Smaller building firms across the country saw their workload growth rate dip towards the end of 2015, the Federation of Master Builders’ (FMB) latest state of trade survey indicates.
In the final quarter of 2015, SME workloads continued to grow but at a slower pace compared with three months earlier. Around 29% of firms reported higher activity levels, down from 39% while 23% of respondents posted lower workloads, up from 13%.
Over the next three months businesses are projecting rising activity levels, albeit at a much slower rate compared with the previous quarter. More firms predict a fall in workloads (19% vs 14%) while the share of firms expecting higher workloads dropped, to 22% from 32%.
Over the coming six months, output prices, wages and salaries and material costs are all predicted to increase. However the net balance for output prices did post a fall, of two percentage points, as fewer respondents (45% vs 47%) expect prices to rise.
FMB chief executive Brian Berry said: “The building industry remains confident of continued growth but the slowdown we saw in the last quarter is a cause for concern. Undoubtedly, the adverse weather experienced in large parts of the country has played its part, by causing projects to overrun and costs to spiral. However, the fact that both current and expected construction workloads are down in every region is worrying given some of the gloomy predictions being made about the wider economy.”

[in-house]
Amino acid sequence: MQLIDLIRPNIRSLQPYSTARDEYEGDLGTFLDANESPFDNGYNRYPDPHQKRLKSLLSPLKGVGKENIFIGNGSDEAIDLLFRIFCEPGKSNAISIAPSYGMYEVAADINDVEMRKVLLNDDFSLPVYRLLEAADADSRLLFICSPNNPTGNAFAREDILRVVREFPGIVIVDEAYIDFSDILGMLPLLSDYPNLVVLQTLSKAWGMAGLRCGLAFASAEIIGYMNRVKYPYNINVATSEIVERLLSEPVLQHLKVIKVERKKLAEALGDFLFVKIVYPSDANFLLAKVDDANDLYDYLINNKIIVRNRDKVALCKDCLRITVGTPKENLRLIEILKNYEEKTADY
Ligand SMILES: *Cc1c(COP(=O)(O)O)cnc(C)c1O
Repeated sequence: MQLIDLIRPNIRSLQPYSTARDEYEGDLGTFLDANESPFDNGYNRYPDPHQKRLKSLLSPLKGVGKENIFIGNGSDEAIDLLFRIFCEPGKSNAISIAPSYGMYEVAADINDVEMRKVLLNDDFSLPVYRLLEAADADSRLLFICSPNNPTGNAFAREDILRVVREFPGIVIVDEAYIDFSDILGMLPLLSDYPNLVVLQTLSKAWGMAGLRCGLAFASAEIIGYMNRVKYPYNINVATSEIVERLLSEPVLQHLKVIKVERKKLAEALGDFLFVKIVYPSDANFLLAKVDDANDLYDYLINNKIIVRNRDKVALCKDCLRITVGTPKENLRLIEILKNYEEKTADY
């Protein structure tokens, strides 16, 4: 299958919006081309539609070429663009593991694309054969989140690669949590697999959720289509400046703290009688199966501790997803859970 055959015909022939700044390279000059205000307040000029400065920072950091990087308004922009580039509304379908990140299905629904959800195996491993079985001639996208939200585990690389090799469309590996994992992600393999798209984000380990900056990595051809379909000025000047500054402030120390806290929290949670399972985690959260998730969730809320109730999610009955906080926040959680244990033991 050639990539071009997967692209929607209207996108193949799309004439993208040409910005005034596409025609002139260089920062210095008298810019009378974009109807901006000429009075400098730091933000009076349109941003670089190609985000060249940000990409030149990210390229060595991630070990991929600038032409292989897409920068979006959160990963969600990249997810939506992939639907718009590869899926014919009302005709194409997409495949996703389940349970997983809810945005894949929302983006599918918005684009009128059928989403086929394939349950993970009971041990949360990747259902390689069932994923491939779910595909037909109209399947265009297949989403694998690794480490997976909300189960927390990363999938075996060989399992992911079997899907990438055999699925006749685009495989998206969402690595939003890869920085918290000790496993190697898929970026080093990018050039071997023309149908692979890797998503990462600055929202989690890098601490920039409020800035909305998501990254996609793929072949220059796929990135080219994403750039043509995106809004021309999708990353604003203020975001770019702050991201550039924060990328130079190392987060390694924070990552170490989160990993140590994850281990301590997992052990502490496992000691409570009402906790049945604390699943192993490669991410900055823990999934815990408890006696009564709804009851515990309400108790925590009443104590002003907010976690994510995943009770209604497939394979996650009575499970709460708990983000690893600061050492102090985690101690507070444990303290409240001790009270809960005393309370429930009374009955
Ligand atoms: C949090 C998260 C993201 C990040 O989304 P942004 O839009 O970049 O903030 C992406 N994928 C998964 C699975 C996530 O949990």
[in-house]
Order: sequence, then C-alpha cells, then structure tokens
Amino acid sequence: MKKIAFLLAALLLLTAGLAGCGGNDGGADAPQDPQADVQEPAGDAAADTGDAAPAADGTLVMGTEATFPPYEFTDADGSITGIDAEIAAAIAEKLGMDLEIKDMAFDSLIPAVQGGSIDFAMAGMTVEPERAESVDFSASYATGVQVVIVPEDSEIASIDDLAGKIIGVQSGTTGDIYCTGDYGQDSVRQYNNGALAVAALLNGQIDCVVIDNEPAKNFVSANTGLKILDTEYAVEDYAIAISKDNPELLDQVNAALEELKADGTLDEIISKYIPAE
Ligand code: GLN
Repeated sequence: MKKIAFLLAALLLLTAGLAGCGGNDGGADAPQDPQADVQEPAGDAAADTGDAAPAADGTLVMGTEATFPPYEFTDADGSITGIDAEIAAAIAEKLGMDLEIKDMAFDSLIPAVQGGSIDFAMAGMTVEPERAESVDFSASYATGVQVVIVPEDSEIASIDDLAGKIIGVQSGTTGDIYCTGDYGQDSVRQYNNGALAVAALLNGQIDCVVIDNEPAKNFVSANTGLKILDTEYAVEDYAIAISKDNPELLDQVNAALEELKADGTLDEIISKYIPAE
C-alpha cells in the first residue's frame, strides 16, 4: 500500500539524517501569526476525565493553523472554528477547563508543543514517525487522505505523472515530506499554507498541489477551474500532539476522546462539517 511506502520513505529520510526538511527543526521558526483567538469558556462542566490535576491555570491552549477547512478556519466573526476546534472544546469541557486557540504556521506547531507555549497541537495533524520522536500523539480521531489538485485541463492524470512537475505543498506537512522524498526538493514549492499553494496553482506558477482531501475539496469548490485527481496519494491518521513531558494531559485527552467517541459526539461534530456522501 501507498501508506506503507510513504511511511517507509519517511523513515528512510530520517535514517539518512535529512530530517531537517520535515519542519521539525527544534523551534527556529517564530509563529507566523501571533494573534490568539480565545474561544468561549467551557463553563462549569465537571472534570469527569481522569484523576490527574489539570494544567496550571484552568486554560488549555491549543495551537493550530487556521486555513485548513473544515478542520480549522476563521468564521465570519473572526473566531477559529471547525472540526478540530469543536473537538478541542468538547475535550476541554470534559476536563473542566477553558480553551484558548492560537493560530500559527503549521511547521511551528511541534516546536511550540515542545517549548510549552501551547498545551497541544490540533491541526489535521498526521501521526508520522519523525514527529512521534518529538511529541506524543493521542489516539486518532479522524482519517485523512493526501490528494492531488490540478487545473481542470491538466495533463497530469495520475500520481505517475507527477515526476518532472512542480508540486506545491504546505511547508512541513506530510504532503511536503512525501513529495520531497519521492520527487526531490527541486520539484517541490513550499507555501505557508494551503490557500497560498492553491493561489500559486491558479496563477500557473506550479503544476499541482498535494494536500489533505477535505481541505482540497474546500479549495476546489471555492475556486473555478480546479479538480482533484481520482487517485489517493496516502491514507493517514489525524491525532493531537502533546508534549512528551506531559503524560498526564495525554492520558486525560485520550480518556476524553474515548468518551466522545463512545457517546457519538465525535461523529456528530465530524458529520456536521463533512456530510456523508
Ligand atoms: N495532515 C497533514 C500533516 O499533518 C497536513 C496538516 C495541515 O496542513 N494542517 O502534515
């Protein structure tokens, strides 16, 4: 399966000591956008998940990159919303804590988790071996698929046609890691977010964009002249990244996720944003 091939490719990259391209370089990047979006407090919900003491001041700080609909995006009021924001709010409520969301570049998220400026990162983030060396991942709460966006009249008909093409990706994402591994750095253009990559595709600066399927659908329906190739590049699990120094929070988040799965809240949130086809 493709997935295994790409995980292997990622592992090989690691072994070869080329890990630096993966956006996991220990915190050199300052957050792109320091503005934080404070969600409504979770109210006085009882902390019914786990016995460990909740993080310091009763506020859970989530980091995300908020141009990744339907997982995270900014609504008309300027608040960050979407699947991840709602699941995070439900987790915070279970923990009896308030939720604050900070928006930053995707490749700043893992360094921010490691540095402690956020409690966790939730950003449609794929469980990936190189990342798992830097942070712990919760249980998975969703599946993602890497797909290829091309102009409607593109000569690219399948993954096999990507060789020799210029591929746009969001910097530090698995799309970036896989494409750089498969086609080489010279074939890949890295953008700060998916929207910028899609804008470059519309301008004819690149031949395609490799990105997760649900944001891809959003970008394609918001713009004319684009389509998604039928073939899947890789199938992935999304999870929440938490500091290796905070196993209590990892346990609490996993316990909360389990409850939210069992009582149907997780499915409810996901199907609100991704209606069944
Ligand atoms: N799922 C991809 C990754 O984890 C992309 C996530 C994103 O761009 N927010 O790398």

Mr Berry continued: “Most concerning is that the last three months of 2015 represent the first quarter in nearly three years in which private sector SME housebuilding showed a negative balance. Even if this is a temporary blip, it comes at a time when merely manging to tread water would be inadequate in tackling the housing crisis. We need firms of all sizes firing on all cylinders if we’re going to address the chronic under-supply of housing but, unfortunately, a complex set of problems continue to constrain smaller developers. A concerted effort to tackle ongoing issues around access to finance, availability of suitable small sites and shortages of skilled labour is vital. The survey findings underline the latter point, showing 52% of our members reporting difficulty in finding carpenters and joiners, and 50% continue to have trouble hiring quality bricklayers.”
He concluded: “We still expect to see growth in our sector continue throughout 2016 and we are optimistic that businesses can bounce back from what appears to have been a disappointing end to the year. However, the coming 12 months still hold in store considerable headwinds, not least the fears over the wider economy slowing down. If 2016 starts in anything less than a positive fashion, we could see growing fears that the hard-earned gains made by the construction industry over the past two or three years are indeed under threat.”